Amazon took the first working day of the new year to boast about its accomplishments in 2017, particularly regarding the Prime membership program — saying that more new paid members joined Prime worldwide than any previous year.
More than 5 billion items shipped with Prime in 2017 via the program's free same-day, one-day, and two-day shipping. That's in part thanks to the fact that more than 100 million items are eligible for Prime's free two-day shipping in the U.S., Amazon noted, and Prime members used their digital benefits "more than ever before," according to a press release.
The company also sold a lot of devices this year, and said that customers have embraced voice-assisted shopping. The e-commerce giant's Fire TV Stick and Echo Dot were the best-selling products purchased by U.S. Prime members from any manufacturer in any category across all of Amazon last year, the company said. Prime members in the U.S. bought "millions" of Amazon devices, according to the release.
Amazon loves good press — the company often includes a long list of accomplishments, big numbers and boastful stats in quarterly reports, and the New Years list comes on the heels of a post-holiday press release noting how more than four million people started Prime free trials or began paid memberships in one week over the holiday shopping season.
Not included on Amazon's exhaustive lists, however, is the actual size of its Prime membership base — the company hasn't ever revealed that number. Consumer Intelligence Research Partners pegs it at 90 million in the U.S., but Moody's Investors Service analysts threw cold water on that number this summer, calling such estimates "seriously overstated," "highly improbable" and made "in the absence of any real guidance from the company itself."
Whatever its size, it may have peaked, according to Morgan Stanley analysts, which this year found that membership in the U.S. flattened in 2016. Prime membership grew 14% the year between the fourth quarter of 2015 and the same period in 2016, but just 40% of the 1,000 U.S. adults surveyed were still Prime members, according to the report. Amazon may have found a way to ensure that most of those members stick around, though. The company suggested that its entertainment perks have gained traction, noting that Amazon Prime Video "had a record year as a global streaming service" and members used benefits like Prime Music and Prime Reading more than ever before.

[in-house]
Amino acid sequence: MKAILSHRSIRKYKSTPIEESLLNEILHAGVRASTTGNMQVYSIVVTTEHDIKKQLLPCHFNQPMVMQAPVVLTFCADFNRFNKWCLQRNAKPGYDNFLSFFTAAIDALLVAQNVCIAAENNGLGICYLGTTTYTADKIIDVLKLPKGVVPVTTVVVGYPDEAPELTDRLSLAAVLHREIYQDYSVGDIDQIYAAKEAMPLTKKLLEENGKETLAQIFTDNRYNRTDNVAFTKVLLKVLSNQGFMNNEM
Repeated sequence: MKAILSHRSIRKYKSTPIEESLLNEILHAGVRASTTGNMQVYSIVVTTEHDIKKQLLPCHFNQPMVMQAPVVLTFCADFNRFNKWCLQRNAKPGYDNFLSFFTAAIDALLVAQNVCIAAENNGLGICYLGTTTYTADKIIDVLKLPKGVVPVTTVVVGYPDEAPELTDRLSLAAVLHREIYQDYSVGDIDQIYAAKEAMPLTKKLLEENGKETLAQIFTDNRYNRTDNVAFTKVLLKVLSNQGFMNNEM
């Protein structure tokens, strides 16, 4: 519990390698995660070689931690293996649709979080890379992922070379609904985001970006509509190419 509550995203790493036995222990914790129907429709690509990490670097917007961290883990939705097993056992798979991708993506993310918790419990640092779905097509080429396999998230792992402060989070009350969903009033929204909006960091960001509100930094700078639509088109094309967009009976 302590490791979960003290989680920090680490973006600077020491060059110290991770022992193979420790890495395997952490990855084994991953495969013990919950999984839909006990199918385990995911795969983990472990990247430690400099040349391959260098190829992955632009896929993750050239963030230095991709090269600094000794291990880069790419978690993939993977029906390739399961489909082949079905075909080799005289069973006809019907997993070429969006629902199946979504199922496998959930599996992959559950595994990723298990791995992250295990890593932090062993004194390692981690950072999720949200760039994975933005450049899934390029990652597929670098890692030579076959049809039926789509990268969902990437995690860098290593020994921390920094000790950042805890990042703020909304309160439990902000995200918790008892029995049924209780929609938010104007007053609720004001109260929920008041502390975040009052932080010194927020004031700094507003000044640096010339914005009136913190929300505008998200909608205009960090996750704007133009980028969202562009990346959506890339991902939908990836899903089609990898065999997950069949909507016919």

Beyond bragging rights, it actually is important that Amazon's non-shipping perks gain traction with Prime members. Amazon may have shipped 5 billion items via Prime, but the value of those items is known, and it's not clear how many were shipped profitably. The company continues to invest in those operations, saying Tuesday that its fulfillment and shipping network increased by more than 30% in square footage last year. In the U.S. alone, more than 6,000 trailers and 32 Amazon airplanes were in place to serve Prime members during the year.
Whether or not free shipping is eating into margins, Amazon needs it. Research suggests that Prime members are there for the free two-day delivery (even faster in some areas): A massive 82% of Amazon Prime members would cancel their membership without free two-day shipping, according to a November report by SmarterHQ.